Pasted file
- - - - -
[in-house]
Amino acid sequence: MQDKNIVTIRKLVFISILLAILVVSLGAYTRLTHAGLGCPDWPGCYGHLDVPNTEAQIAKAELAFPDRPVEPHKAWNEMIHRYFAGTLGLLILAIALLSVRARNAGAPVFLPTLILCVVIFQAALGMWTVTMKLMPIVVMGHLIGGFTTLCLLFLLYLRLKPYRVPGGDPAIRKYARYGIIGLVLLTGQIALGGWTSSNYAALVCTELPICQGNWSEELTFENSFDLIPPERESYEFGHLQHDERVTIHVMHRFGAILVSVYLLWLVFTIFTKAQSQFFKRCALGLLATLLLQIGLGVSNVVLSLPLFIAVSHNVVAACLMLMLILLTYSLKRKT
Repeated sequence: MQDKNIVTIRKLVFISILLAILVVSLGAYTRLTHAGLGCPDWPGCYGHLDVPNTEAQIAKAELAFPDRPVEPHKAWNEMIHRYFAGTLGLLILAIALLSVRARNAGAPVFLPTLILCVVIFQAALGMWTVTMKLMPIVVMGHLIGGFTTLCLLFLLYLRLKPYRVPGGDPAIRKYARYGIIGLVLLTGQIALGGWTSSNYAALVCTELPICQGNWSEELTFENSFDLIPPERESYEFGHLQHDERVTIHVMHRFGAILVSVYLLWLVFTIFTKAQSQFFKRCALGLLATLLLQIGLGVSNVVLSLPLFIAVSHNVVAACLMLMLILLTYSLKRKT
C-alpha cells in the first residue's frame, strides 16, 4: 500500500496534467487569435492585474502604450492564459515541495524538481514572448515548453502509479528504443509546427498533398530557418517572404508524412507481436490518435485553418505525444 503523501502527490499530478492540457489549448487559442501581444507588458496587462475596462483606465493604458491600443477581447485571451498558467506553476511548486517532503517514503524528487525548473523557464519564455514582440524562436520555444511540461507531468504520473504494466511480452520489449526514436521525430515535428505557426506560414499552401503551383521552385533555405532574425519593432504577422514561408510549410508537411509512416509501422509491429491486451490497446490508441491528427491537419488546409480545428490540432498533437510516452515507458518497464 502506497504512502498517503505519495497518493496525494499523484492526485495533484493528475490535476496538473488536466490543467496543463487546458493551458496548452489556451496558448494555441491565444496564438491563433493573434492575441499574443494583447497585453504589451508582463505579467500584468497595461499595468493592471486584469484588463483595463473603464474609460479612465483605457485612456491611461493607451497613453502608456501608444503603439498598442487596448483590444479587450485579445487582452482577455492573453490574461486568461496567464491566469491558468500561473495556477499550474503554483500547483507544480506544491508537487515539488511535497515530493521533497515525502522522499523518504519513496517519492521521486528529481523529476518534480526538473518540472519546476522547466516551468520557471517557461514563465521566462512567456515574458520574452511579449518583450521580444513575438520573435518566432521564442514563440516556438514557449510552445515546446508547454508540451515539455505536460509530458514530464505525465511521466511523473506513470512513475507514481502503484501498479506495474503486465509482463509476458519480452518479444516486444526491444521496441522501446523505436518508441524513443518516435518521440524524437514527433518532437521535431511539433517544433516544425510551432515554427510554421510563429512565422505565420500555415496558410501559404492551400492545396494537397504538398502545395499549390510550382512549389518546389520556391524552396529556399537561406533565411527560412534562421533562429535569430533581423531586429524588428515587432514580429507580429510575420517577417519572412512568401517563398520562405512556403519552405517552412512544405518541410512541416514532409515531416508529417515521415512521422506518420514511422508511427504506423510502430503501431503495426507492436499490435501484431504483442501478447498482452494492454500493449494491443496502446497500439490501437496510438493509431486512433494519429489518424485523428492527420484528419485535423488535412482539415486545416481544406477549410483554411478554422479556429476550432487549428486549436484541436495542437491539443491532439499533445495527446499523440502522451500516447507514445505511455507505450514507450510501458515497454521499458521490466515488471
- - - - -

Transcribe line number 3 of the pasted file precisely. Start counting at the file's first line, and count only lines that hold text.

Repeated sequence: MQDKNIVTIRKLVFISILLAILVVSLGAYTRLTHAGLGCPDWPGCYGHLDVPNTEAQIAKAELAFPDRPVEPHKAWNEMIHRYFAGTLGLLILAIALLSVRARNAGAPVFLPTLILCVVIFQAALGMWTVTMKLMPIVVMGHLIGGFTTLCLLFLLYLRLKPYRVPGGDPAIRKYARYGIIGLVLLTGQIALGGWTSSNYAALVCTELPICQGNWSEELTFENSFDLIPPERESYEFGHLQHDERVTIHVMHRFGAILVSVYLLWLVFTIFTKAQSQFFKRCALGLLATLLLQIGLGVSNVVLSLPLFIAVSHNVVAACLMLMLILLTYSLKRKT